In Friday's The Good, The Bad, The Ugly: The biggest IPO ever makes its NYSE debut; U.S. taxes encourage foreign buyers; and tax inversion only goes one way.» Read More
Ron Geffner, Sadis Goldberg, and Jacob Frenkel, Shulman Rogers, share their thoughts on the government's investigation of trading activities between Carl Icahn, Phil Mickelson and sport's bettor Bill Walters. This investigation should be in the non-public domain, says Frenkel.
CNBC's Scott Wapner reports the FBI is asking questions about trades made by pro golfer Phil Mickelson and Carl Icahn. Icahn says he doesn't know of any investigation.
CNBC's Meg Tirrell and Daniel O'Day, Roche Holdings COO, discuss the latest developments in immunotherapy and treating bladder cancer.
The markets are not close to a double-digit correction, they're just kind of trudging along, says Paul Schatz, Heritage Capital, sharing his outlook on the market. And Michelle Meyer, BofA Merrill Lynch, explains why she is expecting to see a "modest healing" in the labor market.
Former SEC Chairman Harvey Pitt and white collar crime defense attorney Roberto Braceras explain how typical insider trading investigations work and how hard they are to put together.
The word is out the FBI is asking questions about trades made by pro golfer Phil Mickelson, along with gambler Billy Walters and at least one involving an investment by Carl Icahn, reports CNBC's Scott Cohn.
For the second year in a row, selling in May hasn't panned out the way people thought it would.
SpaceX CEO Elon Musk says the reusable craft should be ready to transport humans by 2016, reports CNBC's Jane Wells.
CNBC's Jim Cramer explains why he is keeping an eye on shares of Salesforce.com and Microsoft.
Priscilla Chan, the wife of Facebook founder Mark Zuckerberg, speaks with NBC's "Today" about the $120 million donation the couple made to San Francisco area public schools - and her rules on her husband's ubiquitous hoodie.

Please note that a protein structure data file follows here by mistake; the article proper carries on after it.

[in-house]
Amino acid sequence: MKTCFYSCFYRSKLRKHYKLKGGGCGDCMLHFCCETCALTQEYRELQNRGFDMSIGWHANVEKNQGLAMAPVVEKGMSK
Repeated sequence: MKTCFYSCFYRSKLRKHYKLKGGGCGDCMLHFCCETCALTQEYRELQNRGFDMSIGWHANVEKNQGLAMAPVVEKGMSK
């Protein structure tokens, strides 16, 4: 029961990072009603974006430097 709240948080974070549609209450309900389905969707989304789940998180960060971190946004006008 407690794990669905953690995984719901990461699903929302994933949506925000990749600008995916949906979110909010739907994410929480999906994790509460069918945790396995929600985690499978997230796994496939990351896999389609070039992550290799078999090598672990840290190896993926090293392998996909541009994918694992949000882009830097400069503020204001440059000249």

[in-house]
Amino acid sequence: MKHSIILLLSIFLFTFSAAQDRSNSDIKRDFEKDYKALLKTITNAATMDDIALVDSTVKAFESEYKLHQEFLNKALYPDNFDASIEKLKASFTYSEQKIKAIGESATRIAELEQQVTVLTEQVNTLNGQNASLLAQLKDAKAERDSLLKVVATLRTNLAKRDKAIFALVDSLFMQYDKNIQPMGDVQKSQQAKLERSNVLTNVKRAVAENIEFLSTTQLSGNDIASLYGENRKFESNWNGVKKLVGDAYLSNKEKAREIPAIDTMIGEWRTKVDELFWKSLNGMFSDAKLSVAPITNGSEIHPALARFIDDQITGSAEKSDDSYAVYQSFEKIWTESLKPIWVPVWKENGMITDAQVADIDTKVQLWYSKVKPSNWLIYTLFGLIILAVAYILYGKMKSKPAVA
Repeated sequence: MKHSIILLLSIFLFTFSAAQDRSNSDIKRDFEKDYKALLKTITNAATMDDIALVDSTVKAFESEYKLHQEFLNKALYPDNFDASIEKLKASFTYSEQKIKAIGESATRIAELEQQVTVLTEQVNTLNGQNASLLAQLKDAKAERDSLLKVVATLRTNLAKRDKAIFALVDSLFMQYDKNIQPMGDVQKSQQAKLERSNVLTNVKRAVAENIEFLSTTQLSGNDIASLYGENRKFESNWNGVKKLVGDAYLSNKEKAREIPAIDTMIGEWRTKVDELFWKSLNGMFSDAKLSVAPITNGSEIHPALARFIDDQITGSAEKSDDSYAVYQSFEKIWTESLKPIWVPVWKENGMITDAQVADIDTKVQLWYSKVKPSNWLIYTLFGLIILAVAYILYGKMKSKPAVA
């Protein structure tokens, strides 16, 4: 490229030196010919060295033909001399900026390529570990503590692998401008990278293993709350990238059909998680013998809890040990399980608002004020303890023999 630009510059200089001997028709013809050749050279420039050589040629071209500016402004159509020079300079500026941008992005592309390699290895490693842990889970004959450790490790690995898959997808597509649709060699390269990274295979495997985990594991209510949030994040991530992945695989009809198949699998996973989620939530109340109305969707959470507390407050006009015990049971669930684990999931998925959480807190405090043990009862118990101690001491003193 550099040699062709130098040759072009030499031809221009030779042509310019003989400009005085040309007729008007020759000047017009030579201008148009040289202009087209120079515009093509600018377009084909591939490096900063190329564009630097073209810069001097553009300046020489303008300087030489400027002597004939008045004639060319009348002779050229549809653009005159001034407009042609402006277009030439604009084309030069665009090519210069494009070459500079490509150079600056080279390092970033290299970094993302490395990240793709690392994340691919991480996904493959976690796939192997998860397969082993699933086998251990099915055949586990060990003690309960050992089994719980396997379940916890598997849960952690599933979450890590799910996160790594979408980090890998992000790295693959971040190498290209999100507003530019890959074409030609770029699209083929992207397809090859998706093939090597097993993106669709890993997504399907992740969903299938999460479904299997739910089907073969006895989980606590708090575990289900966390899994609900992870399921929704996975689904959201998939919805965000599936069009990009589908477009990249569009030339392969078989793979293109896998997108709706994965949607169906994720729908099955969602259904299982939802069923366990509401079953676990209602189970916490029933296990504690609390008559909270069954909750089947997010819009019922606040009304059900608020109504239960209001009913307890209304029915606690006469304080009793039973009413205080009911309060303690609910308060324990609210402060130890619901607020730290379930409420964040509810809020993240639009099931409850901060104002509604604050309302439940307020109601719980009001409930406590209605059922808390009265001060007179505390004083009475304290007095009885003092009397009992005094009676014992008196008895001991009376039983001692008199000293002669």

Saira Malik, TIAA-CREF, shares her top three portfolio picks, including Marriott and Disney.
Lindsey Piegza, Sterne Agee, and Stuart Hoffman, PNC Financial Services, share their thoughts on yesterday's revised GDP report which showed the U.S. economy contracted for the first time in three years.
CNBC's Rick Santelli breaks down the latest data on the economy.
The Aspen Institute's Walter Isaacson discusses his upcoming book on innovation.
"Squawk Box" host Andrew Ross Sorkin reveals the results of the latest quarterly survey from a group of chief financial officers representing about one trillion dollars in assets. Among the opinions, a majority say the U.S. economy is modestly improving.
We've actually been short of corrections in the last year or so, says David Kelly, JPMorgan Funds, weighing in on the outlook for stocks and the overall geopolitical global scene.
Tony Fratto, Hamilton Place Strategies, shares his thoughts on Thomas Piketty's best-seller, "Capital in the Twenty-First Century."
The S&P 500 could rise as much as 4 percent from current levels but ultimately finish 2014 just about where it started, David Joy of Ameriprise Financial tells CNBC.
Tim Cook needs someone to "ride shotgun" at Apple on music, said Steve Jobs biographer Walter Isaacson, who thinks Beats co-founder and Jimmy Iovine fits the bill.
There's a beer for every occasion, says Sam Calagione, Dogfish Head Brewery, discussing the growing craft beer craze.
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